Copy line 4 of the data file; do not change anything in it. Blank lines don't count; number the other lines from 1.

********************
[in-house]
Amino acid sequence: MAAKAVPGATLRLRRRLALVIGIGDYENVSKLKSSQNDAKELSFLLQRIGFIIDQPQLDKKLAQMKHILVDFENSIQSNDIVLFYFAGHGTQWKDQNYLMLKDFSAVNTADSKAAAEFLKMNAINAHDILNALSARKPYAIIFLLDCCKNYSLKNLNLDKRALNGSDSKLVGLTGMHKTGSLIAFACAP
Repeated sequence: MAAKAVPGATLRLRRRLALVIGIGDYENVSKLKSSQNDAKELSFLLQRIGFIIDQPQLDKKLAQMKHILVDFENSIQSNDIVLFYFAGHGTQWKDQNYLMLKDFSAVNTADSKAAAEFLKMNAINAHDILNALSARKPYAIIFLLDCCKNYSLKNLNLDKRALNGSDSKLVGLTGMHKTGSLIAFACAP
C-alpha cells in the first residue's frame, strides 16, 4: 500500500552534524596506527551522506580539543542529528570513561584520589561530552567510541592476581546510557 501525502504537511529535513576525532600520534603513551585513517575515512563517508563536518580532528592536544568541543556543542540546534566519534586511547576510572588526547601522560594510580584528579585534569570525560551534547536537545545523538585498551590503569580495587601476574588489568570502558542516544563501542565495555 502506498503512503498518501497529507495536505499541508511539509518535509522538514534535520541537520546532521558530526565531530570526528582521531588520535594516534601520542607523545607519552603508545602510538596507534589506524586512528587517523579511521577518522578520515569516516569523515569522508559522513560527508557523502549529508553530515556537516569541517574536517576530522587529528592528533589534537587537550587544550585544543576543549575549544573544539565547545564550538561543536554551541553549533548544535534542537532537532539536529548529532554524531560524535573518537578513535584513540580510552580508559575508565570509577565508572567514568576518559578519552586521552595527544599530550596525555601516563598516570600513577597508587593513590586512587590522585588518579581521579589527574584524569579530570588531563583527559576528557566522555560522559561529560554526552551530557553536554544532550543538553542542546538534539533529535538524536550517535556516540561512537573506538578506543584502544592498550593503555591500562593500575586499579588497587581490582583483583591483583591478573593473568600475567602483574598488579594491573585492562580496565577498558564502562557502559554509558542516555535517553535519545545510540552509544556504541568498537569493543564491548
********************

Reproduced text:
C-alpha cells in the first residue's frame, strides 16, 4: 500500500552534524596506527551522506580539543542529528570513561584520589561530552567510541592476581546510557 501525502504537511529535513576525532600520534603513551585513517575515512563517508563536518580532528592536544568541543556543542540546534566519534586511547576510572588526547601522560594510580584528579585534569570525560551534547536537545545523538585498551590503569580495587601476574588489568570502558542516544563501542565495555 502506498503512503498518501497529507495536505499541508511539509518535509522538514534535520541537520546532521558530526565531530570526528582521531588520535594516534601520542607523545607519552603508545602510538596507534589506524586512528587517523579511521577518522578520515569516516569523515569522508559522513560527508557523502549529508553530515556537516569541517574536517576530522587529528592528533589534537587537550587544550585544543576543549575549544573544539565547545564550538561543536554551541553549533548544535534542537532537532539536529548529532554524531560524535573518537578513535584513540580510552580508559575508565570509577565508572567514568576518559578519552586521552595527544599530550596525555601516563598516570600513577597508587593513590586512587590522585588518579581521579589527574584524569579530570588531563583527559576528557566522555560522559561529560554526552551530557553536554544532550543538553542542546538534539533529535538524536550517535556516540561512537573506538578506543584502544592498550593503555591500562593500575586499579588497587581490582583483583591483583591478573593473568600475567602483574598488579594491573585492562580496565577498558564502562557502559554509558542516555535517553535519545545510540552509544556504541568498537569493543564491548